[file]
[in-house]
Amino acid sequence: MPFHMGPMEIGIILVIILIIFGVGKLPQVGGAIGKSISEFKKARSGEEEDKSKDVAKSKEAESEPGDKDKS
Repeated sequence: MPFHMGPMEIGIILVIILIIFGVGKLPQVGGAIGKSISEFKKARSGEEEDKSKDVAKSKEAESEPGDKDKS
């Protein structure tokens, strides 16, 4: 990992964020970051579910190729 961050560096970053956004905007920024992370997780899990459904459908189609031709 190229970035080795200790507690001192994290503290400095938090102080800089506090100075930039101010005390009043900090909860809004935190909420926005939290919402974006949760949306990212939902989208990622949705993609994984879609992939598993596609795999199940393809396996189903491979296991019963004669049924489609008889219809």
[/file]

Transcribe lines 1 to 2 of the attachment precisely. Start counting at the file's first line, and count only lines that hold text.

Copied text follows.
[in-house]
Amino acid sequence: MPFHMGPMEIGIILVIILIIFGVGKLPQVGGAIGKSISEFKKARSGEEEDKSKDVAKSKEAESEPGDKDKS